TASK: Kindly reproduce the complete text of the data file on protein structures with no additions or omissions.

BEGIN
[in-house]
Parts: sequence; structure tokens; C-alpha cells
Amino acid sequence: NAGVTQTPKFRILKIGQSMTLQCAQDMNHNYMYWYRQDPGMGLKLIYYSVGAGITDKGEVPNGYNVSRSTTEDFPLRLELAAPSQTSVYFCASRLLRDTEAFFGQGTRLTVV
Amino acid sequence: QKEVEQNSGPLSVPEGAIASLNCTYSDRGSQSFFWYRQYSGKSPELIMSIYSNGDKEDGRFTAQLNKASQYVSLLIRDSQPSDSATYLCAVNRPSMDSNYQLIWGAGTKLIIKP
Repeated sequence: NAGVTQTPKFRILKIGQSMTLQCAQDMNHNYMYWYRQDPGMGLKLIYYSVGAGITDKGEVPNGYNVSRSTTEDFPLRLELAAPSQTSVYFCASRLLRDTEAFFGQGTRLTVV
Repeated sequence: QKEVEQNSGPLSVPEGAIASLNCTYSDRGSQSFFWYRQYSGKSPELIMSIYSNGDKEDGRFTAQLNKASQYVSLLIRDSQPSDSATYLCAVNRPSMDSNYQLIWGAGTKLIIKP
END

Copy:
[in-house]
Parts: sequence; structure tokens; C-alpha cells
Amino acid sequence: NAGVTQTPKFRILKIGQSMTLQCAQDMNHNYMYWYRQDPGMGLKLIYYSVGAGITDKGEVPNGYNVSRSTTEDFPLRLELAAPSQTSVYFCASRLLRDTEAFFGQGTRLTVV
Amino acid sequence: QKEVEQNSGPLSVPEGAIASLNCTYSDRGSQSFFWYRQYSGKSPELIMSIYSNGDKEDGRFTAQLNKASQYVSLLIRDSQPSDSATYLCAVNRPSMDSNYQLIWGAGTKLIIKP
Repeated sequence: NAGVTQTPKFRILKIGQSMTLQCAQDMNHNYMYWYRQDPGMGLKLIYYSVGAGITDKGEVPNGYNVSRSTTEDFPLRLELAAPSQTSVYFCASRLLRDTEAFFGQGTRLTVV
Repeated sequence: QKEVEQNSGPLSVPEGAIASLNCTYSDRGSQSFFWYRQYSGKSPELIMSIYSNGDKEDGRFTAQLNKASQYVSLLIRDSQPSDSATYLCAVNRPSMDSNYQLIWGAGTKLIIKP